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A blast from the past: Ruiko Jacobs

TUES. | 11-30-21 | FEATURES

      Rose has been publishing its student newspaper for over 50 years. Over the span of those 50 years, many different people from all walks of life have held the position of features editor. Ruiko Jacobs proudly held that position before she left Rose to pursue opportunities at University of North Carolina School of the Arts (UNCSA).

      “I’m [in] the class of 2020, but I left Rose in 2019 to come [to UNCSA],” Jacobs said. “I joined journalism in my sophomore year and I was features editor that year.”

     Joining journalism and becoming a features editor gave Jacobs a chance to use her creative side with her writing, which she believes would not have been likely without joining journalism.

     “I was able to use my writing and creative skills together,” Jacobs said. “Before I joined journalism I was just writing for class and I liked that, but it wasn’t connected to the other side of myself; my more creative side.”

     While Jacobs wrote for and liked every section the paper offered, features was her favorite.

     “I liked writing about human interest and I also really enjoyed the graphic design,” Jacobs said.

     Jacobs has always enjoyed writing so joining journalism really topped off her love for it. Working with others to make a product that people would see and read was also very rewarding for her, but her favorite part of being in journalism was the dynamic of the classroom.

     “[Journalism] was definitely more of a family; we even had family meetings,” Jacobs said. “It was the most tight knit group of people I’ve ever had a class with.”

     One of the most famous yet difficult tasks one is given as features editor is making the spread. The spread is pages 


Photo contributed by Ruiko Jacobs

six and seven in the newspaper, directly in the middle. While Jacobs was features editor she struggled with brainstorming ideas for the spread and putting it together, but it always paid off when it did come together.

     “Coming up with ideas for spreads was definitely the hardest part, but also the most fulfilling when everything came together,” Jacobs said. “I struggled in the beginning to learn how to use all the graphic design [applications] like Photoshop and Illustrator, but once I got the hang of it I thought it was one of the best parts of being an editor.”

     Out of everything Jacobs has written and designed in journalism, her favorite would have to be a spread she made about college and what people were doing after Rose. She wrote an article on a college student who was attending her dream college, UNCSA, so that was very inspiring for her. Jacobs’ interview was almost two hours long and her article came out to about 1,500 words.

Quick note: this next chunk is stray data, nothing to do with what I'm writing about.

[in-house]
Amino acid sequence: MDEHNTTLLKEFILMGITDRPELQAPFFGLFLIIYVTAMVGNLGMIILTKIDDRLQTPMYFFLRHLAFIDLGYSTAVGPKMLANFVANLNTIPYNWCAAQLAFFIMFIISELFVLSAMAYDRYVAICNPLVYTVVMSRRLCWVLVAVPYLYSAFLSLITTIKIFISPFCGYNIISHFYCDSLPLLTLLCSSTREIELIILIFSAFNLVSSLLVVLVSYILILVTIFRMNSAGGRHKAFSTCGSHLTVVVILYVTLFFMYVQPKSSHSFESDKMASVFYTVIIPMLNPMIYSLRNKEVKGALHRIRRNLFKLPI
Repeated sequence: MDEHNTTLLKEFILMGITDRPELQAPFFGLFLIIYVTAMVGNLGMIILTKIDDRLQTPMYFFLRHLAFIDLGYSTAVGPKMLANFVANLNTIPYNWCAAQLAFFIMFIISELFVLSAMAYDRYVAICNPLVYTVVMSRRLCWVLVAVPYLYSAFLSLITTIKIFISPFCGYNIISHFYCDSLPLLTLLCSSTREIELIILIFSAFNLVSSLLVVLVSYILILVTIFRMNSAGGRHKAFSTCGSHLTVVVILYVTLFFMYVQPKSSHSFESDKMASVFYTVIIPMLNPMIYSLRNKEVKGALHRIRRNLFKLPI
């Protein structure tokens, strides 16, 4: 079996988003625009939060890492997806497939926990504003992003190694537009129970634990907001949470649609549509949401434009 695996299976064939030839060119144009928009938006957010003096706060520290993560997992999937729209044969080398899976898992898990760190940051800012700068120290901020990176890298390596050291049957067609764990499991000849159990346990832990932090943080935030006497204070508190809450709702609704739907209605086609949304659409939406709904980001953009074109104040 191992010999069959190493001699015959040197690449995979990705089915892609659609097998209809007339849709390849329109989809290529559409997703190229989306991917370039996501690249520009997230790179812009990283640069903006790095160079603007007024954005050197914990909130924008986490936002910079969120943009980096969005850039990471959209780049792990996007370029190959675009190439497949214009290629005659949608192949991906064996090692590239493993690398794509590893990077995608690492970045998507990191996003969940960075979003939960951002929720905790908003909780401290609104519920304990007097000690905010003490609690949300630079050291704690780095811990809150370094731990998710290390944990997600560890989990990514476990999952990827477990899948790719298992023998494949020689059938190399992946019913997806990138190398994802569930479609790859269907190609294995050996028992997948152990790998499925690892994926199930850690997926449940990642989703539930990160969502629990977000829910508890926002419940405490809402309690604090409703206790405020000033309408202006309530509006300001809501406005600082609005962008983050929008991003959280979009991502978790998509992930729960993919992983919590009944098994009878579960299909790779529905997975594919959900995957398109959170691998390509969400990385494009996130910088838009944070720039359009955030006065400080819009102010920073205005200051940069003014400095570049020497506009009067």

“I learned a lot about how it feels to leave Rose, to leave home [and] to pursue something that you love,” Jacobs said. “I hold that article and the [spread] design I was able to make really close to my heart.”

     Jacobs is currently a sophomore at UNCSA and while she did not continue journalism in college, she took the leadership and teamwork skills she learned while being a features editor on her adventure with the arts.

     “I am majoring in ballet and trying to become a professional ballerina,” Jacobs said. “I’m not currently doing anything with journalism and I didn’t continue it once I left Rose, but I’ll always take those skills with me and I miss it very much.”

     Since Jacobs is so deeply rooted in the arts, it would definitely take part in a spread if she could design one right at this moment.

     “I think I would like to explore how the arts affect communities, like everyday people, since I know I personally feel so detached from the academic things I was doing in my life before coming [to UNCSA],” Jacobs said. “The people I featured would definitely play a big role in how it looked [and] their artistic visions would play into it.”

     While Jacobs has taken a different direction with her life, she will always be thankful for the mentorship that journalism teacher Ashley Hutchinson and her Editors-in-Chief provided her.

     “I learned so much from my Editors-in-Chief and Hutch which was really integral to my process as Features Editor and as I grew into other leadership roles,” Jacobs said. “The collaboration and leadership skills are the most important things you can take away from journalism and being an editor.”

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